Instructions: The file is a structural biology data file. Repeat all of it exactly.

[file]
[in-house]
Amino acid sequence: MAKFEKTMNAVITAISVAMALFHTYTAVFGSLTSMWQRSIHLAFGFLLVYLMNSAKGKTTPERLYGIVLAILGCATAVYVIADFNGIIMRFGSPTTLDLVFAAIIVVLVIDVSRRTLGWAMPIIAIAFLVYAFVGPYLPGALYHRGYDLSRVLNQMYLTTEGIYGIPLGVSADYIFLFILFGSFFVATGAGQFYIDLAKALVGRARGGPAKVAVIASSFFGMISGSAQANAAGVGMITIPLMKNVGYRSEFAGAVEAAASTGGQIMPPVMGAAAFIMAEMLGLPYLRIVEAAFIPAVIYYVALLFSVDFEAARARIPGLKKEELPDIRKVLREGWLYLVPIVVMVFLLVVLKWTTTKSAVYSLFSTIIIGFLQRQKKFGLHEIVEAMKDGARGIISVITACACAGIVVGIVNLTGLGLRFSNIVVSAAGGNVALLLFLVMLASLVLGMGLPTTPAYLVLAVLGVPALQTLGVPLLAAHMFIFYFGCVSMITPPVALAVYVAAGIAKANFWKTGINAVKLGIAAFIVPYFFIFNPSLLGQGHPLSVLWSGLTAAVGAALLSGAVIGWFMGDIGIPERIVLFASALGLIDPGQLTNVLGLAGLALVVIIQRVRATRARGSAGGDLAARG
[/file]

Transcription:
[in-house]
Amino acid sequence: MAKFEKTMNAVITAISVAMALFHTYTAVFGSLTSMWQRSIHLAFGFLLVYLMNSAKGKTTPERLYGIVLAILGCATAVYVIADFNGIIMRFGSPTTLDLVFAAIIVVLVIDVSRRTLGWAMPIIAIAFLVYAFVGPYLPGALYHRGYDLSRVLNQMYLTTEGIYGIPLGVSADYIFLFILFGSFFVATGAGQFYIDLAKALVGRARGGPAKVAVIASSFFGMISGSAQANAAGVGMITIPLMKNVGYRSEFAGAVEAAASTGGQIMPPVMGAAAFIMAEMLGLPYLRIVEAAFIPAVIYYVALLFSVDFEAARARIPGLKKEELPDIRKVLREGWLYLVPIVVMVFLLVVLKWTTTKSAVYSLFSTIIIGFLQRQKKFGLHEIVEAMKDGARGIISVITACACAGIVVGIVNLTGLGLRFSNIVVSAAGGNVALLLFLVMLASLVLGMGLPTTPAYLVLAVLGVPALQTLGVPLLAAHMFIFYFGCVSMITPPVALAVYVAAGIAKANFWKTGINAVKLGIAAFIVPYFFIFNPSLLGQGHPLSVLWSGLTAAVGAALLSGAVIGWFMGDIGIPERIVLFASALGLIDPGQLTNVLGLAGLALVVIIQRVRATRARGSAGGDLAARG